Separate names with a comma.
Discussion in 'Raising Baby Chicks' started by Cluckcluck1215, May 15, 2016.
Help!what supply's do I need for chicks!please ànser!
Food, water, a brooder with a heat source and bedding pretty much covers it.
Might want to spend some time in the learning center.
Congrats in your anticipated chicks!!
You need 1 to 1.5 sq. ft. per chick in the brooder for chicks which will grow out to be large fowl. For bantams, 1/2 all numbers. They should stay in the brooder for 4 weeks or until their breast is completely covered by feathers.
You need medicated chick feed. Naturewise or Purina are good. I think Dumor is a lesser quality feed, in my opinion. Organic is not necessary.
A small bag of chick grit. Sprinkle it very lightly over the feed for 2 and 4 day old chicks. Do this for 2 days. Then just put in a small cup with chick grit. they will have learned the difference between it and feed by now and will take it as they need it. Read the featured article on the main BYC page " The Science of Feeding Grit to Poultry. The 2nd page of the PDF list in the 4th post has feeding instructions and tells you which of the 3 sizes of grit to use at what age and how much to give them. I just free feed it in a cup .
Supplements. You really only need one and it is supplied in their water. Buy the smallest bottle of Bovidr Labs Poultry Nutri-Drench. Add it to their water for the 1st 2 weeks till the water looks like very weak tea. This is an excellent nutritional supplement which does not need to be digested. Mainlines directly into the bloodstream. Gets the chicks off to a strong start. I have never lost a chick or had a sick chick when raising them on Nutri-Drench water. http://www.nutridrench.com It is very concentrated. The smallest bottle is plenty for the whole brooding time of your chicks.
Ok, heat, Use an 85 watt incandescent blub which is NOT coated with Teflon. Teflon coated bulbs outgas carbon dioxide which kills birds. Place the plain white incandescent blub at one end of the brooder, not over the feed and water. The chicks will go to it for warmth when they want warmth. Heat in the brooder should be 90 degrees the 1st week of life and decrease by 5 degrees a week until you read 70 degrees or they leave the brooder. You can tell if the chicks are correctly warmed by their behavior. Clumped close together under the light, too cold. Spread out away from the light, too hot. Grouped loosely and resting comfortably under the light, just right.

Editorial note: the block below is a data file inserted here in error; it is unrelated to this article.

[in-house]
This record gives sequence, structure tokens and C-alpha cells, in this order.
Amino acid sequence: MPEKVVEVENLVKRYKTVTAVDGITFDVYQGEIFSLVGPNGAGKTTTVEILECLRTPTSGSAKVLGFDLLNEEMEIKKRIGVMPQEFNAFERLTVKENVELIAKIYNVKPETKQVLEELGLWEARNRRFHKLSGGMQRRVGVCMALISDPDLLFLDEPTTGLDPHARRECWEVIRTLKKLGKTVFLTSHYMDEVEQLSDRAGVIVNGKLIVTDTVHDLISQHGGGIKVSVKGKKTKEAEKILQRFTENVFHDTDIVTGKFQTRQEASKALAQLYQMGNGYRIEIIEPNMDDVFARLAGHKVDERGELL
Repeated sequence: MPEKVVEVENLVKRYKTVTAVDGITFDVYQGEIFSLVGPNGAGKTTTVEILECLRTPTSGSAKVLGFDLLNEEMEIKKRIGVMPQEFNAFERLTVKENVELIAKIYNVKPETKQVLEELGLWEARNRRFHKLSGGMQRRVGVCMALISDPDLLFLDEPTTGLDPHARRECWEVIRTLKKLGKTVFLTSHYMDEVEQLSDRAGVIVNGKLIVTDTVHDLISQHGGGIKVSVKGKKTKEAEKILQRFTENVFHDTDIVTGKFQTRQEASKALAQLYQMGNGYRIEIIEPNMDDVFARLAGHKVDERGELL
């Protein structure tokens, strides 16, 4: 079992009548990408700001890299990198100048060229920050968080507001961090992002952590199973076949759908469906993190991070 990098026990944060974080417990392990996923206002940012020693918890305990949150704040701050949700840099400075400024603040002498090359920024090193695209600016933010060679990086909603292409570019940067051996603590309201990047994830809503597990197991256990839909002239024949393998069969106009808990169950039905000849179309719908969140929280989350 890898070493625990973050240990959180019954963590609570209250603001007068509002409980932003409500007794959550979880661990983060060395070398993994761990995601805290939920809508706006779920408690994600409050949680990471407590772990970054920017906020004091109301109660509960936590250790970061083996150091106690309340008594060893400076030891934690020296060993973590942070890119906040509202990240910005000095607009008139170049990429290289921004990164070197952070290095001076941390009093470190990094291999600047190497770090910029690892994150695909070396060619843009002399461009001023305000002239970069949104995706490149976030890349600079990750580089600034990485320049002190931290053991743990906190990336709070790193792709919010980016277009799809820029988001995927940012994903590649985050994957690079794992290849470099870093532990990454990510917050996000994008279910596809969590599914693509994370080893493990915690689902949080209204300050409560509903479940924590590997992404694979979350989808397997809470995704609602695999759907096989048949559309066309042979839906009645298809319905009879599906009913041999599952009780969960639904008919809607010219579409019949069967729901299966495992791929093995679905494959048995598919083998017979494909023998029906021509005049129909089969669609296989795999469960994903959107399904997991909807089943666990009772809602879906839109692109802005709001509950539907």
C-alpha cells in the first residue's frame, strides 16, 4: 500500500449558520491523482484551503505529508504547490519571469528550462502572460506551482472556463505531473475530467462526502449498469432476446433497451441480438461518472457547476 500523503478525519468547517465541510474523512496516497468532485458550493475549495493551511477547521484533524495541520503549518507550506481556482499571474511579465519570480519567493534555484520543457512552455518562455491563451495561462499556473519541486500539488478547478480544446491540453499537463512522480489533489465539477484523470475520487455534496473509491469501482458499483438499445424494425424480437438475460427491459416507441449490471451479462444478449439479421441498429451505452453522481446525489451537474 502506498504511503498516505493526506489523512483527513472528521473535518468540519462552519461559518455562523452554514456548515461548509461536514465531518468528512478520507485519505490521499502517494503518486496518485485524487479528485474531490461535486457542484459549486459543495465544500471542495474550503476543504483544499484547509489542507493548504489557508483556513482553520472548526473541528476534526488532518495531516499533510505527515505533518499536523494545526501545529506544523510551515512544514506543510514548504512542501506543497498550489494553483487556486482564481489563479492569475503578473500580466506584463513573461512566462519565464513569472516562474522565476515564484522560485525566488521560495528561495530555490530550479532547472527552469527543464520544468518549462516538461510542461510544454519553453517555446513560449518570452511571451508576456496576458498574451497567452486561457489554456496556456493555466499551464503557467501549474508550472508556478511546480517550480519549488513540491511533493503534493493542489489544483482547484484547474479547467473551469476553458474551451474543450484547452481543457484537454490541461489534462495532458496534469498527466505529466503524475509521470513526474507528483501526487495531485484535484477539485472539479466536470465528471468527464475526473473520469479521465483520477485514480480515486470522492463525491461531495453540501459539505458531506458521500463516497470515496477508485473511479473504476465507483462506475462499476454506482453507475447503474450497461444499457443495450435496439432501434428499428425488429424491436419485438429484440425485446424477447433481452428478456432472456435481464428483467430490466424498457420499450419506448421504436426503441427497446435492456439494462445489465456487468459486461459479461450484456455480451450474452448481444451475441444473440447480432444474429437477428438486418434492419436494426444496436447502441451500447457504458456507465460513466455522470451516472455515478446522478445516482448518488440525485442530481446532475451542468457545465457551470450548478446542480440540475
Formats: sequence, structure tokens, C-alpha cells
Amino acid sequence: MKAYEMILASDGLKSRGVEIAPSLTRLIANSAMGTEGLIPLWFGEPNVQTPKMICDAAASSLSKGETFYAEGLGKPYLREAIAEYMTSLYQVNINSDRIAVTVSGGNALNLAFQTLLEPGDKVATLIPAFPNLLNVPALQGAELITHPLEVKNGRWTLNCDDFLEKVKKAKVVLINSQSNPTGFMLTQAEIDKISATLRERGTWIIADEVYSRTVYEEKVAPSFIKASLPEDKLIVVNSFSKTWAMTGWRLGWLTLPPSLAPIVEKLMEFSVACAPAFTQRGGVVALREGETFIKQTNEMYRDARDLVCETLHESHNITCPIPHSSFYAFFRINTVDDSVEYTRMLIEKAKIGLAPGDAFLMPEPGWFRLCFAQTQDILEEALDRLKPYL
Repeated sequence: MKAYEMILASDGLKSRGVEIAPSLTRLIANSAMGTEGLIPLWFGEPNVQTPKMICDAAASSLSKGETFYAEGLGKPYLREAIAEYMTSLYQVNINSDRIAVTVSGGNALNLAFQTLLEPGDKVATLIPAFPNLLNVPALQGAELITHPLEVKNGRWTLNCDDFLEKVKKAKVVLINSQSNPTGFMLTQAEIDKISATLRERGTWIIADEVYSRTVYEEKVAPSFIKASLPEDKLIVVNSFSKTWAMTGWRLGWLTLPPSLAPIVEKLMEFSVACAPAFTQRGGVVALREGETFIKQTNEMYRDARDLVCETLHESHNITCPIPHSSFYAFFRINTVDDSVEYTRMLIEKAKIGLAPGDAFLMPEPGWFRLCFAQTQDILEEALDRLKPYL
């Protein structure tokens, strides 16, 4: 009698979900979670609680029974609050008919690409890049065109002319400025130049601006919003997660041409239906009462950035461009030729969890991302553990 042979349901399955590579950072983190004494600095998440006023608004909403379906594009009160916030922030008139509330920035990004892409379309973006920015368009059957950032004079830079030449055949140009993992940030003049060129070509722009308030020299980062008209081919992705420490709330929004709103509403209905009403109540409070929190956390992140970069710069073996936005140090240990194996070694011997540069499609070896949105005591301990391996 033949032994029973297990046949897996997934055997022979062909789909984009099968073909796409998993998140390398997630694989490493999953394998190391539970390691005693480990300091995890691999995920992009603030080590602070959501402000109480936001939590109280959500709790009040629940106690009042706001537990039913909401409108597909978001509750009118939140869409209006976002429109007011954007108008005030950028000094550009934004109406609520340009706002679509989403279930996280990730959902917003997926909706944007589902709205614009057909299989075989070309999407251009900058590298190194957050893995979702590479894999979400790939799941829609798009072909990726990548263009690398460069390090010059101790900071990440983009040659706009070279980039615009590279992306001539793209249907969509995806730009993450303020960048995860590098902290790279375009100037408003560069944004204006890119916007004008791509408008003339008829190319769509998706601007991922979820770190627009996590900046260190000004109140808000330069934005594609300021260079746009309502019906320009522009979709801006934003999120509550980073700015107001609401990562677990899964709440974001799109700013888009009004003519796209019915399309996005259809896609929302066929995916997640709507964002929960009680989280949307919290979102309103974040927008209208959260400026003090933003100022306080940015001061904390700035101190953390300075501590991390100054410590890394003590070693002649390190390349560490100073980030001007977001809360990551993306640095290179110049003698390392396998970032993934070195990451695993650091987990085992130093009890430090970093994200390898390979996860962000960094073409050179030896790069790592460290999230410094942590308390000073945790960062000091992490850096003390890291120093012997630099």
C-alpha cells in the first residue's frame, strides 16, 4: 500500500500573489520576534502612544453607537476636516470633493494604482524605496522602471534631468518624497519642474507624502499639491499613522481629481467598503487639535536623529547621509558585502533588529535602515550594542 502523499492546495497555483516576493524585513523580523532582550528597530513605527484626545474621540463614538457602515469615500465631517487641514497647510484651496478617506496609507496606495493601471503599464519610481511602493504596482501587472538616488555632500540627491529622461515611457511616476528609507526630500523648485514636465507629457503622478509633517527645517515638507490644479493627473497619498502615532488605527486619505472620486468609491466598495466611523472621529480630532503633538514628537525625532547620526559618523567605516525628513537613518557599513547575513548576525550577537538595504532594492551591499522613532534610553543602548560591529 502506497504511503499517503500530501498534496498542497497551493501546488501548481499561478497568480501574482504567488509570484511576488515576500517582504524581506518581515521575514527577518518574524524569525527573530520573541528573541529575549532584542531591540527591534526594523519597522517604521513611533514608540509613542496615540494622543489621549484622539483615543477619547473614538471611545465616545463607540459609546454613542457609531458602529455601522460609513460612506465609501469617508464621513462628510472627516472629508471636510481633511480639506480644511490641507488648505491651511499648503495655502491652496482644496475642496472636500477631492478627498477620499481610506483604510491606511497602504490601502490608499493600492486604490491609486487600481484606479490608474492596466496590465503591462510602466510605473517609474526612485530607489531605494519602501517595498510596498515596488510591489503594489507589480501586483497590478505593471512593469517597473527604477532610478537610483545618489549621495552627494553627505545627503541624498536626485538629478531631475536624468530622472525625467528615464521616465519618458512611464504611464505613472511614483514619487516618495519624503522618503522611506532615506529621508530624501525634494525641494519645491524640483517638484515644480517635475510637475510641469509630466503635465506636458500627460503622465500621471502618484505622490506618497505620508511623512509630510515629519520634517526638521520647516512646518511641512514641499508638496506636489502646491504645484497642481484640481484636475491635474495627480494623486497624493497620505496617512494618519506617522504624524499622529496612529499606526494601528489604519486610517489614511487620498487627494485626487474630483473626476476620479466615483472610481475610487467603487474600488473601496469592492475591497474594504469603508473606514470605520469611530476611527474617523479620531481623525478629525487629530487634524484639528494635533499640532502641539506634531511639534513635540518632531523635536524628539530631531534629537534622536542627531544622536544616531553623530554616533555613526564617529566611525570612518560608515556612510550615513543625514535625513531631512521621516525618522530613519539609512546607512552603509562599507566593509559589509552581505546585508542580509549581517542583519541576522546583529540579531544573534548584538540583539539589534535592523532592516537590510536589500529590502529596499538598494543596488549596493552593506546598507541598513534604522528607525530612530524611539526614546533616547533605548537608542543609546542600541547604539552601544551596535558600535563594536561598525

Flooring for the brooder: for the 1st week, use paper towels or that cheap waffle weave drawer liner. Do not use newspaper. Chicks need floor they can grip with their feet, not slick like newspaper. Slick flooring can cause them to have splayed legs. After the 1st week, go to Tractor Supply and buy the white bale of pine shavings. ( Hardwood), not the yellow bale which is softwood. The white bale should smell like fresh dry wood shavings. Floor the brooder with several inches. Change if it starts to smell foul.
Try to situate your brooder so you can reach in from the side if possible. Chicks are prey for other creatures and reaching in from the top ( like a swooping bird can scare them. If you are reaching in from the top, ( as I do) do it slow and tenderly.
Do not brood chicks in your living areas! They will shed their down as a fine dust which covers everything. It cannot be wiped off as it just disperses more. Must be wiped down. It creates a big mess for housekeeping and can cause allergies if kept in the bredroom. In the garage is fine, smile.
Newly hatched chick's need a warm area and cool area in which to live. The first week of life the warm area is supposed to be about 90 to 95 degrees. The next week of life drop the temperature by 5 degrees. Each week continue to drop the temperature by 5 degrees until at room temperature when they no longer need heat. They will need a waterer but please place clean marbles in the waterer or they can drown in their water. They also need chick feed. I perfer medicated which helps them from getting sick with coccidosis. It won't completely prevent the illness but it helps. They grow and fly very quickly so you will need a cover and a large living area. Here is a example of how fast they grow. This is a picture of my 4 week old chick.
xs 2 I also prefer the medicated in the beginning, but I only buy one bag and after that they go on regular starter crumbles. Many people do not like the medicated feed and do not use it. I'd say do some reading and make a decision that's right for you.
I also brood inside for the first 6-8 weeks and yes, it is a pain in the butt cleaning and keeping not only the smell down but the dust as well. But again, it's my preference. I use a brooder light, another thing a good majority of hatchers have stepped away from in favor of brooding plates or the heating pad caves. I buy the rocks (yes, I buy them...lol) from the dollar store-craft section and sterilize them when I do the waterer and feeder and keep them in the waterer for the first week to prevent drowning, but I agree they need either rocks or marbles for safety sake. I use pine shavings coarse not fine for my brooder. I don't use grit until they are older and I start giving treats that require the grit. I do use sav a chick electrolyte in my water for the first 2-3 days.